Russian president Vladimir Putin has paid tribute to tsar Peter the Great on the 350th anniversary of his birth, drawing a parallel between what he portrayed as their twin historic quests to win back Russian lands.
“Peter the Great waged the great northern war for 21 years. It would seem that he was at war with Sweden, he took something from them. He did not take anything from them, he returned [what was Russia’s],” Putin said on Thursday after a visiting an exhibition dedicated to the tsar.
In televised comments on day 106 of his war in Ukraine, he compared Peter’s campaign with Russia’s current military actions.
“Apparently, it also fell to us to return [what is Russia’s] and strengthen [the country]. And if we proceed from the fact that these basic values form the basis of our existence, we will certainly succeed in solving the tasks that we face.”
Putin, now in his 23rd year in power, has repeatedly sought to justify Russia’s actions in Ukraine, where his forces have devastated cities, killed thousands and forced millions of people to flee, by propounding a view of history that asserts Ukraine has no real national identity or tradition of statehood.
Peter the Great, an autocratic moderniser admired by liberal and conservative Russians alike, ruled for 43 years and gave his name to a new capital, St Petersburg – Putin’s home town – that he ordered built on land he conquered from Sweden.
It was a project that cost the lives of tens of thousands of serfs, conscripted as forced labourers to build Peter’s “window to Europe” in the swamps of the Baltic Sea coast.
Before Putin’s visit to the exhibition, state television aired a documentary praising Peter the Great as a tough military leader, greatly expanding Russian territory at the expense of Sweden and the Ottoman Empire with the modernised army and navy he built.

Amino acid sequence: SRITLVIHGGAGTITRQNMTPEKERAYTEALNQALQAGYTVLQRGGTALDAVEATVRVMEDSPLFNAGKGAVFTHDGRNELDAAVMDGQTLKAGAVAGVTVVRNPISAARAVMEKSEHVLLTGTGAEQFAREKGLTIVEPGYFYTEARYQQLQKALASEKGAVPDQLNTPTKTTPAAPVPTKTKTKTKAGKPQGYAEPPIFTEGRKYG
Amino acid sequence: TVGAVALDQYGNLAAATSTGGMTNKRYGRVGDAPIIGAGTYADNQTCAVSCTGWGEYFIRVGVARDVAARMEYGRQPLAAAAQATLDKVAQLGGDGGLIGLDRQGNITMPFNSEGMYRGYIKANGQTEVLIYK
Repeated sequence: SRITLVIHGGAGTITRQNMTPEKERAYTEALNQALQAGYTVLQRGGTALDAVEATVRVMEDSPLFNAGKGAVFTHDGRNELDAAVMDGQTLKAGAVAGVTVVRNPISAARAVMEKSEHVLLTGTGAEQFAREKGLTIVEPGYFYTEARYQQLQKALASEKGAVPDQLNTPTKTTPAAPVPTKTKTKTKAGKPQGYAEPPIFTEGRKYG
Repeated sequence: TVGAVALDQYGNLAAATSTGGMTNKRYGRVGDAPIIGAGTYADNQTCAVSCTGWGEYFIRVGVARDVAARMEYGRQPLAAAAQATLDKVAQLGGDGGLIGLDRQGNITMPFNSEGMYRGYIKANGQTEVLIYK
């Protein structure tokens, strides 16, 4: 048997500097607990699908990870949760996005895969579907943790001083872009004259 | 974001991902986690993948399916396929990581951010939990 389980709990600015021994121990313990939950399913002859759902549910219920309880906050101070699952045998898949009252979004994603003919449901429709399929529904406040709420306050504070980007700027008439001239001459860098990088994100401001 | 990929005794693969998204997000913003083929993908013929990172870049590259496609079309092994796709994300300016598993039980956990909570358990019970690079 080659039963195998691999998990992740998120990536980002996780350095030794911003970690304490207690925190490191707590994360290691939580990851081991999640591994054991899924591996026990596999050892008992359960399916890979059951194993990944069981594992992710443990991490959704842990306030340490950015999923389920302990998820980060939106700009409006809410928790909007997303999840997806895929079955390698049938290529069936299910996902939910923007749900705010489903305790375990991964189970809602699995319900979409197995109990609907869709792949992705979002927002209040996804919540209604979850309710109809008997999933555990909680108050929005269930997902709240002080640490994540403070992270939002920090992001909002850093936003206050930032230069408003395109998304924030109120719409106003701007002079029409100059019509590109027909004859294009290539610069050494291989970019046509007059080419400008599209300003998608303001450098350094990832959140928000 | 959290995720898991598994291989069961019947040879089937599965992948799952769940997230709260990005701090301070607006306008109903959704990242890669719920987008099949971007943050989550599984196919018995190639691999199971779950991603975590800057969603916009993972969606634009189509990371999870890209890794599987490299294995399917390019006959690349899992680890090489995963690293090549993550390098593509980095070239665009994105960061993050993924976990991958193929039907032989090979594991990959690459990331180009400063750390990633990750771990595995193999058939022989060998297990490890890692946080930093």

In recent years, Putin’s interest in Russian history has loomed ever larger in his public appearances.
In April 2020, as Russia entered its first coronavirus lockdown, he drew bemusement in some quarters when he compared the pandemic to ninth-century Turkic nomadic invasions of medieval Russia during a televised address to the nation.
In July 2021, the Kremlin published an almost 7,000-word essay by Putin, entitled “On the historical unity of Russians and Ukrainians”, in which he argued that Russia and Ukraine were one nation, artificially divided. It laid the groundwork for his deployment of troops to Ukraine in February.
Moscow attempted to justify its war in Ukraine by saying it was sending troops over the border to disarm and “denazify” its neighbour, an unfounded claim.
In the run-up to the launch of what Russia calls its “special military operation“, Putin blamed Vladimir Lenin, the founder of the Soviet Union, for creating Ukraine on what Putin said was historically Russian territory, and for planting the seed of the USSR’s eventual collapse.
By contrast, the Russian leader offered cautious praise for Joseph Stalin for creating “a tightly centralised and absolutely unitary state”, even as he acknowledged the Soviet dictator’s record of “totalitarian” repression.
Putin has a history of praising leaders sharing his own conservative views, including tsar Alexander III and pre-revolutionary prime minister Pyotr Stolypin, both of whom have had monuments in their honour erected across the country.
Meanwhile, leaders seen as antithetical to a strong, unitary Russian state – including Lenin and Nikita Khrushchev – have seen their contributions played down.
“Putin likes leaders he sees as tough, strong managers,” said Andrei Kolesnikov, a senior fellow at the Carnegie Endowment for International Peace.
“He wants to be seen as a Peter [the Great]-style moderniser, even though he will go down in history as a cruel ruler more like Ivan the Terrible.”